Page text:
Antipsychotic medication treatment, compared with placebo, as well as illness relapse while receiving placebo, were linked to decreased cortical thickness in patients with major depressive disorder (MDD) with psychotic features. The study, published in JAMA Psychiatry, highlights the potential risks and benefits of antipsychotics, which are increasingly prescribed in a range of pediatric, adult, and geriatric disorders.
The investigators assessed the association of olanzapine vs placebo with changes in cortical and subcortical gray matter structures and white matter microstructures in 72 patients (age range, 18-85 years) with psychotic depression. In the first phase, patients received 15 to 20 mg/day olanzapine and 150 to 200 mg/day sertraline for up to 12 weeks to reach remission. Phase 2 involved 8 weeks of sustained remission, and phase 3 comprised a 36-week randomized controlled trial comparing sertraline plus olanzapine (n=38) with sertraline plus placebo (n=34) in terms of relapse prevention. The investigators conducted magnetic resonance imaging scans before and after the conclusion of phase 3.
There was a significant treatment group by time interaction for the primary outcome measure: cortical thickness. Sustained use of olanzapine vs placebo was associated with potentially adverse changes in brain structure; namely, a thinning of the cortex across the 36-week period in the left (β, 0.04 [standard error, 0.009]; t34.4, 4.7; P <.001), and right (β, 0.03 [standard error, 0.009]; t35.1, 3.6; P <.001) hemispheres. No significant change was found with olanzapine vs placebo exposure in subcortical volumes or surface area. Notably, these cortical thickness changes were even more prominent in the elderly study participants, as well as mean diffusivity of white matter (t, −3.4; P =.002).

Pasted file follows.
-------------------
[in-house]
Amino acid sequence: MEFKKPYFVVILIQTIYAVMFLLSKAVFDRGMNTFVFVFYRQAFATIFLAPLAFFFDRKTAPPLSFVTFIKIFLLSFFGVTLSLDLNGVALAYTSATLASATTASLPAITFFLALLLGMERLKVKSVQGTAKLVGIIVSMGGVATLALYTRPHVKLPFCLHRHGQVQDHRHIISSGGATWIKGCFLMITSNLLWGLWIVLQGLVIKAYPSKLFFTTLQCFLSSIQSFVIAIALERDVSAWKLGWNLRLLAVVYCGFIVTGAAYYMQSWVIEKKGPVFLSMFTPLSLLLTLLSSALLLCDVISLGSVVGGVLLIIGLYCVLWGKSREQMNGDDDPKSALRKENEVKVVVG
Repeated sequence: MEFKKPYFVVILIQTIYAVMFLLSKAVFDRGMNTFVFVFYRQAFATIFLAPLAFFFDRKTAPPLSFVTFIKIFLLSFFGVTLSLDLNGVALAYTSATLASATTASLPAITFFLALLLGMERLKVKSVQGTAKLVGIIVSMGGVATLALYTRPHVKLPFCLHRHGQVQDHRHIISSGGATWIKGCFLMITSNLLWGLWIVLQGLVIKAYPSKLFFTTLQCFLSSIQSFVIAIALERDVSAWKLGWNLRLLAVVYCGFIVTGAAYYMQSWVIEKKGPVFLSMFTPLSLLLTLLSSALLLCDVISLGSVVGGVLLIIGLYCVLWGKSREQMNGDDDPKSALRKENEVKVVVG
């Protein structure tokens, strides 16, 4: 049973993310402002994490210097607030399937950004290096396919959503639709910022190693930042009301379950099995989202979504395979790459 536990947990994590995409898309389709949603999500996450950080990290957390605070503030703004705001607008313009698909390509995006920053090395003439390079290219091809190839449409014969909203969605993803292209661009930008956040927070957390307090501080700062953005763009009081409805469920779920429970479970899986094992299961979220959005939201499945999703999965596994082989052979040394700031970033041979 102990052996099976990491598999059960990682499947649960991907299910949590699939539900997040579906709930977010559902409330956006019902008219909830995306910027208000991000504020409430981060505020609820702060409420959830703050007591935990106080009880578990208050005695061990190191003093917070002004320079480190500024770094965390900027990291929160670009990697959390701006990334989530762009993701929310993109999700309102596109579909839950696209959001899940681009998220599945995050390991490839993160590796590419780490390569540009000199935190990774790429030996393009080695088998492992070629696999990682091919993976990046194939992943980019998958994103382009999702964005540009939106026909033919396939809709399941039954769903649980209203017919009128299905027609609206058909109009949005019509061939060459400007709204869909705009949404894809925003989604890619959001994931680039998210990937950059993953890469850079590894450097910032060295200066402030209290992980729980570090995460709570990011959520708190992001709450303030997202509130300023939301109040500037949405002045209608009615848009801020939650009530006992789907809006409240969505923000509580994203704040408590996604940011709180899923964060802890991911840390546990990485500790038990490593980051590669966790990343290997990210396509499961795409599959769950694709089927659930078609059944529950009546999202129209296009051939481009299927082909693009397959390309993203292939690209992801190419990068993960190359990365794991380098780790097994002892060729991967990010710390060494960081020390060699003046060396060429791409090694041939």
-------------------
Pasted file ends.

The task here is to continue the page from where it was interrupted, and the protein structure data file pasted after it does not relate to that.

However, participants who experienced an illness relapse while receiving placebo also had a decline in cortical thickness, emphasizing the essential role antipsychotics play in treating disorders where psychosis is present. In addition, for patients receiving olanzapine, those who sustained remission experienced significant decreases in cortical thickness compared with those who relapsed.
Limitations of the study included the inability to address any potential effects of sertraline on brain structure, as both groups received this medication, and differences in scanner models across sites, which could result in detected magnetic resonance imaging changes representing an epiphenomenon rather than actual brain alterations.
The researchers concluded that their findings “could support a reconsideration of the risks and benefits of antipsychotics” and help clinicians build “a predictive model of which patients require long-term treatment with antipsychotics and which patients can safely discontinue them.”
Voineskos AN, Mulsant BH, Dickie EW, Neufeld NH, Rothschild AJ, Whyte EM. Effects of antipsychotic medication on brain structure in patients with major depressive disorder and psychotic features: Neuroimaging findings in the context of a randomized placebo-controlled clinical trial [published online February 26, 2020]. JAMA Psychiatry. doi:10.1001/jamapsychiatry.2020.0036
This article originally appeared on Psychiatry Advisor